The church is now used by the hospital as an auditorium. It faces what was once the plaza, now a park-like space shaded by large Norfolk pines (from Norfolk Island, a small island in the Pacific Ocean between New Zealand and New Caledonia—the Spanish were the first globalizers). On the plaza's south side stands a handsome, beautifully restored colonial-period building.

Dispute for Churches

Colegio San Pablo, St. Pauls' College,
now hospital offices

It is Colegio San Pablo, St. Paul's College, a school established in 1575 by the Augustinian order to instruct indigenous boys and adolescents in the Catholic faith and Spanish-Latin culture. The Augustinians, who had arrived in Nueva España in 1533, originally had no churches in Mexico City.

So how did the Augustinians get to replace the Franciscans at San Pablo?
Note: The following history is taken from "Síntesis Histórica de la Parroquia San Pablo Apóstol, Ciudad de México", Synthesis of the History of the Parish Church of St. Paul the Apostle, Mexico City," by Candy E. Ornelas.

In 1569, the Archbishop of Mexico removed the Franciscans from control of their chapels in the four parcialidades of los indios and the one in Santiago Tlateloloco and assigned "secular", i.e. diocesan, clergy under his direction. However, in 1571, the leader of the Domincan Order, Fray Fernando de Paz, complained about this to Pope Pius V, who responded by directing the Archbishop to distribute the five churches among the Franciscans, Augustinians and Dominicans. San Pablo was to be given to the Augustinians.

The Archbishop dragged his feet. The head of the Augustinians complained, in turn, to King Philip II of Spain. In 1574, the King issued an order to the Archbishop to comply with the Pope´s order (King Charles had earlier won from the Pope the right to select Spanish bishops). In 1575, the Augustinians took over San Pablo and immediately established the Colegio, which was to become the largest colegio for indigenous people in Nueva España. In 1581, they replaced the original Franciscan chapel with a new building.

Feeling that we have hit the jackpot, we energetically thank our doorkeeper and guide for helping us realize our goal and leave the hospital grounds, headed for our last objective of the day. We wonder how the site of a Franciscan mission turned into a major modern hospital. Later, back home, we research the question.

Hospital Juárez 

In 1847, when the United States invaded Mexico and General Winfield Scott attacked Mexico City, there weren't enough hospitals to treat the wounded. The College of St. Paul was turned into a hospital. With the subsequent Wars of Reform (1858-61) and the French Intervention (1861-67), it continued to function as the Hospital San Pablo. When Benito Juárez, who had led the Reform movement and government, died in office in 1872, the City of Mexico changed the hospital's name to Hospital Juárez. It has been rebuilt and expanded several times. It now is the National Pediatric Institute. 

New Church of San Pablo, Old Ecclesiastical Dispute

Returing to Izazaga Avenue, which becomes Calle San Pablo, St. Paul Street, at this point where it curves around the Plaza San Pablo, we turn east again and walk a few steps past more puestos. 

Almost surprising us, another church emerges in an opening in the seemingly endless streetside market. It is San Pablo Nuevo, New St. Pauls. As with many Colonial Period buildings in the city, its entrance sits some steps below street level, because of the sinking of the former lake-bed.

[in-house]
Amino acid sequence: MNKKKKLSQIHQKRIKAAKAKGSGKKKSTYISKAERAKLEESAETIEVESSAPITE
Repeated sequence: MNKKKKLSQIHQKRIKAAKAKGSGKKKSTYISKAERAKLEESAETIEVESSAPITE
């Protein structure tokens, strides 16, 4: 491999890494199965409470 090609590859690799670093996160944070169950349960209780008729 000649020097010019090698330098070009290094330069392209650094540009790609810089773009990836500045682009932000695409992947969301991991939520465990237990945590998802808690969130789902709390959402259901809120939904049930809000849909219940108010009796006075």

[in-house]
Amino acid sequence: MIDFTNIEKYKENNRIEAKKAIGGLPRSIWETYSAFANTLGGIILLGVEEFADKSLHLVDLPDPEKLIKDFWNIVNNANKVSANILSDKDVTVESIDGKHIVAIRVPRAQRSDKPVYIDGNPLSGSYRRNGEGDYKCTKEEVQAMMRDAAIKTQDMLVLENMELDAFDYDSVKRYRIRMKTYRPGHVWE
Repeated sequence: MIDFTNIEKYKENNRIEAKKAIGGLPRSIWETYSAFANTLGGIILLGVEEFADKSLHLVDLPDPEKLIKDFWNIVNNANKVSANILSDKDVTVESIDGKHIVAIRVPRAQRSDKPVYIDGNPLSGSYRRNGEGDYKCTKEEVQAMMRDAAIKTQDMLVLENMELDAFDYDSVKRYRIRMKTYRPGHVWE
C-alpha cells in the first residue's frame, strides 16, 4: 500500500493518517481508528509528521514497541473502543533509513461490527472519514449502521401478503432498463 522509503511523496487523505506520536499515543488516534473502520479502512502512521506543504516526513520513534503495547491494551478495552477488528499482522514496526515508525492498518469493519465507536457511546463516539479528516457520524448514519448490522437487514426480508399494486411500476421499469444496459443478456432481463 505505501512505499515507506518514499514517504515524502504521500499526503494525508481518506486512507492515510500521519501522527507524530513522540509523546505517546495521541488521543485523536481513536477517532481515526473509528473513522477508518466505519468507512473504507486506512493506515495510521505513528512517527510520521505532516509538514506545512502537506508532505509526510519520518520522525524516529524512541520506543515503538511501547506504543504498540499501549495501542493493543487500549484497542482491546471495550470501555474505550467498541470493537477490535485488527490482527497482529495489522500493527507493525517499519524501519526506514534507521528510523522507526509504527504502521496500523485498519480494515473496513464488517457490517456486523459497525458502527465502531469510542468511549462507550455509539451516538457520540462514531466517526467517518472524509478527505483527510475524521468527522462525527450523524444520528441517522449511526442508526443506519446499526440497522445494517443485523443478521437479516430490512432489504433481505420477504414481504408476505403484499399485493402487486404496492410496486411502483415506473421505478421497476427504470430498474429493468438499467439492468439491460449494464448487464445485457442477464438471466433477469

San Pablo Nuevo, New St. Paul's

Why a New St. Paul's?, we wonder. The answer lies in yet another dispute inside the Catholic Church between the diocesan clergy and the religious orders, and a larger dispute between the nations of Western Europe.

In 1700, the Spanish Habsburg King Charles II died without a clear heir, triggering the War of the Spanish Succession (1700-1714) between the Habsburg Austrian Empire and the French Bourbons. (The English got involved, too, because whoever won Spain and its territories would control the balance of power in Europe and the Americas.) In the finally negotiated treaty, the French Bourbon Prince Philip of Anjou, grandson of Louis XIV, became King Philip V of Spain, ending the two-hundred year-long Habsburg reign begun by Emperor Charles V in 1516.

The Bourbons initiated a number of reforms in the Spanish government and church. One of them, in 1749, was to order the secularization of the churches controlled by religious orders, i.e., turn them into diocesan parish churches controlled by bishops. The Augustinians resisted giving up San Pablo with its colegio.

A new archbishop, appointed in 1767, turned up the heat. The Augustinans were told, by royal decree, that they could keep their colegio and the church, but had to pay half the assessed value of their properties toward construction of a new San Pablo, which would be the new parish church. The battle over this lasted nearly twenty more years, until 1785, when the Augustians finally ceded. The new church was begun in 1789, but because of more disputes over funding, it wasn't finished until 1799.

Pure Neo-classic
Designed by Spanish architect José Antonio González Velázquez

"Old" San Pablo with Colegio/Hospital to right
At Rear is "New" San Pablo.

19th century print

While the "Battle of San Pablo" was going on, the secular clergy appointed by the archbishop had nowhere to hold services. The Augustinians loaned them the use of a small chapel on their grounds, one sponsored by the tanner's guild associated with the slaughterhouse. We wonder whether it was San Lucas.

Pieces of the San Pablo Puzzle 

So, in this amble we have gathered and found connections between some of the puzzle pieces of San Pablo Teopan-Zoquipan. The initial Franciscan mission of San Pablo, with its Augustinian expansion into a colegio for indigenous students, and its later diocesan replacement by Nuevo San Pablo, were located near what had been a Mexica religious site and, probably, a tianguis, open-air marketplace, all located at a major crossroads between Tenochtitlán and its outlying dependencies.

All this leads us to more questions about how this crossroads and the structures around it came to be. We know that there are more early Catholic chapels just down Pino Suárez, which becomes San Antonio Abad, St. Anthony the Abbot. We wonder how they might relate to the chuches of San Pablo and the parcialiadad of San Pablo Teopan-Zoquipán. And there we have the focus of our next post.

1 comment:

  1. Wow! have read several articles about San Pablo Teopan, because I like to know the origin of what we now live and are, and especially because I live next to the church of San Pablo El Viejo. I loved your article, thank you for your contributions.